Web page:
Community assets are those built, natural, cultural and institutional elements that most define a neighborhood. They are anchor institutions, identity markers and community stabilizers. As such, they help guide local capital investment decisions.
The district has a remarkable mix of housing types, with 110-year-old row houses and cottages alongside new balconied condominiums just down the street from corner apartment blocks and high-rises. Land uses are just as varied. The lakefront park is half-a-mile deep in many places, strung with paths and lagoons, Belmont Harbor, Lake Shore Drive, and the free Lincoln Park Zoo and Conservatory. Retail corridors have widely varied character, including the Belmont theater district, gay-oriented Halsted Street in Boystown, and bars and restaurants along Clark Street in Wrigleyville. To the west along the river and Ravenswood Avenue are reminders of the area’s industrial past, from metal-recycling companies to big-box stores on former factory land.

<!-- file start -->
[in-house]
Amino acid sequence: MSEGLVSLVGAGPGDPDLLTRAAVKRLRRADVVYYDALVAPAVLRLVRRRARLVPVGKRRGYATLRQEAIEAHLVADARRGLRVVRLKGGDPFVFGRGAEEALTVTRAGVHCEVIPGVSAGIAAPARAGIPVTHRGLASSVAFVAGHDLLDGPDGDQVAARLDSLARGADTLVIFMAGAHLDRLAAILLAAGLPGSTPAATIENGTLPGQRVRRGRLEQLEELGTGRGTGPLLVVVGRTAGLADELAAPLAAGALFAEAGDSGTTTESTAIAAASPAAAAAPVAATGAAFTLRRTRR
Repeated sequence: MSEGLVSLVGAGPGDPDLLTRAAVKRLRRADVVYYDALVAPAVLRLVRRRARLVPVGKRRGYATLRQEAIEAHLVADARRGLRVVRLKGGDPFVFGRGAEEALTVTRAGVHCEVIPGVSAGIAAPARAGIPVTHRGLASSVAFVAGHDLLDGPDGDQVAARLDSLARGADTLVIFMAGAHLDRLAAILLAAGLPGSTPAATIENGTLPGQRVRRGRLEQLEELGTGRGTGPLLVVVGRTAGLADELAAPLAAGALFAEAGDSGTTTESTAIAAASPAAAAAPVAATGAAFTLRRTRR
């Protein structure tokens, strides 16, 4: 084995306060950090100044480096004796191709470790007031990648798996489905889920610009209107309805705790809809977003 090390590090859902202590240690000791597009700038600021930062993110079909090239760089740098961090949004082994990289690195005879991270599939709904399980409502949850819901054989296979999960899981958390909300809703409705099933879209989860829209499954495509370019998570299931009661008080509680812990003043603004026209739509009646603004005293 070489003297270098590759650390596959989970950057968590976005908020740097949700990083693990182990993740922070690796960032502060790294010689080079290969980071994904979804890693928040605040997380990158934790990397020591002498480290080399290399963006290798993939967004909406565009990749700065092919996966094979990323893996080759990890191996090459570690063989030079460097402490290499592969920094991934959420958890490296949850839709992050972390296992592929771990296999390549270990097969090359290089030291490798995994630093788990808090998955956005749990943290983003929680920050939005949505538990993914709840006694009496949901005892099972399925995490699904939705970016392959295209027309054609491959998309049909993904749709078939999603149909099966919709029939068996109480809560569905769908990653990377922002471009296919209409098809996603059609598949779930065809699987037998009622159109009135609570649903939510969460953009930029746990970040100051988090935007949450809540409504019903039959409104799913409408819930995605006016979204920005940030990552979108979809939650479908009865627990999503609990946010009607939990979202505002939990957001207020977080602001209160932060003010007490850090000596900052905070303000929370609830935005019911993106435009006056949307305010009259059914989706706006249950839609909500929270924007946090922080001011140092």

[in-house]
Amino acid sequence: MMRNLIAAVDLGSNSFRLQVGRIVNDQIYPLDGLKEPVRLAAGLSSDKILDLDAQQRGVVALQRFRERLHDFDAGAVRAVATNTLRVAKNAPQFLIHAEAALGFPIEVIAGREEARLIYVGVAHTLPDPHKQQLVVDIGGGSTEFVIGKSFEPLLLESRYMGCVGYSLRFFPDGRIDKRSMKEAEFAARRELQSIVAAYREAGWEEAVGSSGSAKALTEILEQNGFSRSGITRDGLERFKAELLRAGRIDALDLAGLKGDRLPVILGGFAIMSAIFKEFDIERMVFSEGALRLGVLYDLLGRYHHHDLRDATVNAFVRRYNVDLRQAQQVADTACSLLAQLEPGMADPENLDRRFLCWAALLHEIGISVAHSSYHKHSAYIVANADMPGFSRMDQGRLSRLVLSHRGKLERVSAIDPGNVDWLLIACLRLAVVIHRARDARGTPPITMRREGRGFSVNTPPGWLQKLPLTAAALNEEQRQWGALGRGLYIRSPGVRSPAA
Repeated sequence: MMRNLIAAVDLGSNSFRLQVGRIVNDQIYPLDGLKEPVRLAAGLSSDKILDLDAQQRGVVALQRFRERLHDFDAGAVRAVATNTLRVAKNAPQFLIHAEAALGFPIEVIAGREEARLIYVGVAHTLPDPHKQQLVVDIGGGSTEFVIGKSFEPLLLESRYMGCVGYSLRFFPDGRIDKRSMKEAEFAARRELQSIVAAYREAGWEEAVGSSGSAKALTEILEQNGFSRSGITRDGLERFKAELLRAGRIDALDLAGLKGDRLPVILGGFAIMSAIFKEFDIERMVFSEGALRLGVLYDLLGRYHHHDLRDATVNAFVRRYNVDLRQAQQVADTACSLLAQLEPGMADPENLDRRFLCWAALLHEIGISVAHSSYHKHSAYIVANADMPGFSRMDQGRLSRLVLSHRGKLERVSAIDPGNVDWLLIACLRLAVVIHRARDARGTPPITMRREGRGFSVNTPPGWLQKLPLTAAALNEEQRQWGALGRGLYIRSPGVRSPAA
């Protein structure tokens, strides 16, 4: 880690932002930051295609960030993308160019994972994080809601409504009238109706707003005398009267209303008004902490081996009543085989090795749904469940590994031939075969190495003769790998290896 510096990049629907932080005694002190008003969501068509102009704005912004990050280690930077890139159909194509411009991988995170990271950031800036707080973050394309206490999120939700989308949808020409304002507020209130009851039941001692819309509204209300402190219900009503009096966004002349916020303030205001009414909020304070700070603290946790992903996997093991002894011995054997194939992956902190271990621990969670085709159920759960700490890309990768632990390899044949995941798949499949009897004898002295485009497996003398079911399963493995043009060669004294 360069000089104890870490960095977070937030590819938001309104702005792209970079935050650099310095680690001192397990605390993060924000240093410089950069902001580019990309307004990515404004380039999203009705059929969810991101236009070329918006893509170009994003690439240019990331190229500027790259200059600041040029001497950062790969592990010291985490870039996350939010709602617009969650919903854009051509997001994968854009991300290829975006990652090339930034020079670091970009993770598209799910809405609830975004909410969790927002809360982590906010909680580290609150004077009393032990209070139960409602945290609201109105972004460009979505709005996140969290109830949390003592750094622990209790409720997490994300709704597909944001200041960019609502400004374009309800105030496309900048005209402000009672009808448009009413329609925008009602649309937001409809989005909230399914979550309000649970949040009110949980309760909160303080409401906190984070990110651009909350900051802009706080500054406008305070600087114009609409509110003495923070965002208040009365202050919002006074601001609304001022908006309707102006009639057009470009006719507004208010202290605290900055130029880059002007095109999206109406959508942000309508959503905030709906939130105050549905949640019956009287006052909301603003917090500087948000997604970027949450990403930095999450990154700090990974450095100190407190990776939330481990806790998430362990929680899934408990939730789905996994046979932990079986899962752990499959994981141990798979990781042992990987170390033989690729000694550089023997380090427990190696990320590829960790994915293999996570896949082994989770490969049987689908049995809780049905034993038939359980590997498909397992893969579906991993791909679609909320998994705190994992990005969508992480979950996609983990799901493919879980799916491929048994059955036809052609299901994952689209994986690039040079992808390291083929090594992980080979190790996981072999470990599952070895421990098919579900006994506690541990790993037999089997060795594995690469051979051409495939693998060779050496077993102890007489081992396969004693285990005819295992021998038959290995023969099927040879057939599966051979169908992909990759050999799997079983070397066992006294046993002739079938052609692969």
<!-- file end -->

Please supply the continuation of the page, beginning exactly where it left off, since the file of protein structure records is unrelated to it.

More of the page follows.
With more than 23,000 residents per square mile—second highest density among the planning districts after the North Lakefront—and relatively high incomes in many households, the planning district supports more than 2,700 small businesses spread along Clark, Broadway, Halsted, Lincoln, Southport, Belmont and other streets. Character varies from street to street and continues to evolve as rents increase and populations shift. Boutiques and specialty shops historically created a cluster at Armitage and Halsted and continue to thrive there even as some shoppers have moved on to Bucktown, Pilsen and other new hotspots. The area around Cubs Park, known as Wrigleyville, is heavily served by sports-oriented restaurants and bars, some serving not just Cubs fans but Big 10 alums who gather to cheer their favorite college teams. Much of Lincoln Park benefits from DePaul University, which has invested heavily in its campus around Fullerton and Sheffield. [Excerpted from Summary of Assets]